The best travel stories never begin with the words “and then I arrived at my destination on time and everything went according to plan”. I generally embrace the mishaps and laugh at my own misadventures while traveling. But during my recent trip to Portugal, for the most part, things did go according to plan. And I cherished it. This was my first international trip since COVID exploded in the United States and I was giddy, not only in anticipation of getting out of the apartment, but at the prospect of visiting a new country.
Despite the smooth trip, there were a few obvious experiences that stood out to me in Portugal. The first was seeing all the Azulejos (hand-painted ceramic tiles) around the country. Though they have older Arabic roots, the first simple, polished geometric patterns became most popular in Portuguese culture around the 15th century. Azulejos subsequently grew to be more ornate and became an integral part of the local architecture; with styles evolving according to the socioeconomic positions of the time.
At the Museu Nacional Do Azulejo in Lisbon, there was a stunning panel. Composed of over 1,300 pieces of tile, the panel illustrates Lisbon’s cityscape prior to an earthquake that destroyed most of the city in 1755. The intricate detail of each small, polished tile flows into the adjacent tiles to present a sumptuous portrait of life in prior centuries. And the narrative takes you on a journey through Portuguese history. And for me, the overall grandiose design took shape so brazenly that it stopped me in my tracks.
The second thing to stop me in my tracks in Portugal was the food and wine. In Lisbon, I took the traditional cooking class that I take in every port. It connects me with the locals and the best of each culture that I’m experiencing.
After visiting the local market, I made a red snapper, baked whole with potatoes and burst cherry tomatoes; along with a melted herb goat cheese that I wanted to bathe in. The cheese in Portugal is on par with any you would find in France. And even more delectable when paired with a rich port wine from the Douro Valley.
The vibrant colors of the Pasteis de nata (Portuguese egg tarts) alone are enough to inspire. But a main course must come before dessert.
Being a Jewish woman who does not consume pork products, in a country where pork is ubiquitous, always proves challenging. But in Lisbon, I learned of a sausage that not only is pork-free, but one that also saved thousands of Jewish lives during the Spanish Inquisition. It’s called alheira.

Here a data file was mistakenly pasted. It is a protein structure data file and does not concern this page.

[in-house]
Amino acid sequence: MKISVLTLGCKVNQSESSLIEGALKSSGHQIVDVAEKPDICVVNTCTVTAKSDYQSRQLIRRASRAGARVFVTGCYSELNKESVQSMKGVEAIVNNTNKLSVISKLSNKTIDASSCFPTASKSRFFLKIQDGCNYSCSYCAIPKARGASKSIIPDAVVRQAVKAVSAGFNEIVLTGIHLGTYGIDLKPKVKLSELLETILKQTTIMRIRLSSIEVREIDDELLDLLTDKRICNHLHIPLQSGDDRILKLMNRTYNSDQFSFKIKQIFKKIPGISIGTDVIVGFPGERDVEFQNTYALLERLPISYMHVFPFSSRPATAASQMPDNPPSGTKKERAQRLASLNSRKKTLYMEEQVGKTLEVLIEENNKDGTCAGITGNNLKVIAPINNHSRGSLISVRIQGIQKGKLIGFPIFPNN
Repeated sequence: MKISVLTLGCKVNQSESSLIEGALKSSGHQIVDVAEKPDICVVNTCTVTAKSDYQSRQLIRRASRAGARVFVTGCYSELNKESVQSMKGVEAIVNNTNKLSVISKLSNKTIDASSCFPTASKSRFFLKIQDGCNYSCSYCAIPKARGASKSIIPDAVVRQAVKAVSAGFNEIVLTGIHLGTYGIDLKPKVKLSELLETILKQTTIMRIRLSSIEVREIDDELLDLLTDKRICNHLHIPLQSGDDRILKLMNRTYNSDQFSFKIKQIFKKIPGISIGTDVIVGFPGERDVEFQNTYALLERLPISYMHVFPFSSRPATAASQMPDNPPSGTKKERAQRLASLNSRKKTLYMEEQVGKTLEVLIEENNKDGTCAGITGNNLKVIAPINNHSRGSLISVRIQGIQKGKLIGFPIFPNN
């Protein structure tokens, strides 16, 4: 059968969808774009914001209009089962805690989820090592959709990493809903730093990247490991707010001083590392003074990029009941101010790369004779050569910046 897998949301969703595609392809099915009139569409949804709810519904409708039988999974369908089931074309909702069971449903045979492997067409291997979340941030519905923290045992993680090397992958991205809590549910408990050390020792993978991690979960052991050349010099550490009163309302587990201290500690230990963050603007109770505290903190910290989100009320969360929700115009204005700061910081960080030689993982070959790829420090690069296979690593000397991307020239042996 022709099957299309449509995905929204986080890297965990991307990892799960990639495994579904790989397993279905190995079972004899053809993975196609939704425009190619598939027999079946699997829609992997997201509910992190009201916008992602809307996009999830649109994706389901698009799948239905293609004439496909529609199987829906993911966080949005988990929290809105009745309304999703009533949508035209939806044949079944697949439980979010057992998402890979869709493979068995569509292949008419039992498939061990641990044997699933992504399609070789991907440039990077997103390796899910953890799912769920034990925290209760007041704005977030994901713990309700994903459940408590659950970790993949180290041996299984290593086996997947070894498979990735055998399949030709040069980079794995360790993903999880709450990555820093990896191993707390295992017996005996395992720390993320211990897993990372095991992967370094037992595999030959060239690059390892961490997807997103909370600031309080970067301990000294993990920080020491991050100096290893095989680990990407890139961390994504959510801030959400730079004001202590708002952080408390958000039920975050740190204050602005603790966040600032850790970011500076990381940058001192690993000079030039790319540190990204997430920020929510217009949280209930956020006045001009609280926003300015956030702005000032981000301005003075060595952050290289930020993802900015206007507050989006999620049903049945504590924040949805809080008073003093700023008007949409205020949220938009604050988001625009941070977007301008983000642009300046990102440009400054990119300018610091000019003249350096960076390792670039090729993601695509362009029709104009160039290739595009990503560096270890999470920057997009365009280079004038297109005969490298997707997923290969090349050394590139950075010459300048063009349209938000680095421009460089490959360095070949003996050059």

During the 1500’s, most Portuguese families preserved chorizo and sausages and hung them in their windows to get through the winter. The windows of Jewish homes, however, were conspicuously missing any sausages. Consequently the inhabitants were identified as Jews and persecuted. In response, the astute Jewish population began crafting pork-free sausages, which contained mostly kosher chicken and bread crumbs, to hang in their windows and evade attention.
Today, pork is often added to alheira. But the sausage is a unique and interesting part of Portuguese history that illustrates how cuisine often shapes a cultural narrative.
And cuisine also frequently influences design. A kitchen layout can be determined by how and what an individual cooks at home. Colors are selected to make food appear appetizing.
While variations of blue are popular for kitchen cabinets, psychologists tell us to avoid it in relation to meal presentation; as when meat goes bad, it acquires a blue-ish tint. So as humans, we actually have an evolutionary aversion to seeing food in relation to the color blue.
But an azure blue tint takes me back to Lisbon. I see it’s splashy graffiti, it’s ceramic azulejos, and it’s picturesque ocean.
This blog’s design is a powder room inspired by my trip. The mosaic tile is the most obvious tribute to Portugal and it’s architecture. The golden layered hues in the Phillip Jeffries wallcovering and Alexander Lamont stool remind me of the iridescent buildings bathing in the afternoon sunlight. And the Elizabeth Garouste sconce silhouettes are a modern interpretation of prominent figures sculpted into the building facades.
The sardine wall hanging, ubiquitous around the city, brings us full circle as I recall the fresh fish being fried daily. And every Portuguese meal must end with something sweet. What I wouldn’t do for a Pasteis de nata right now.
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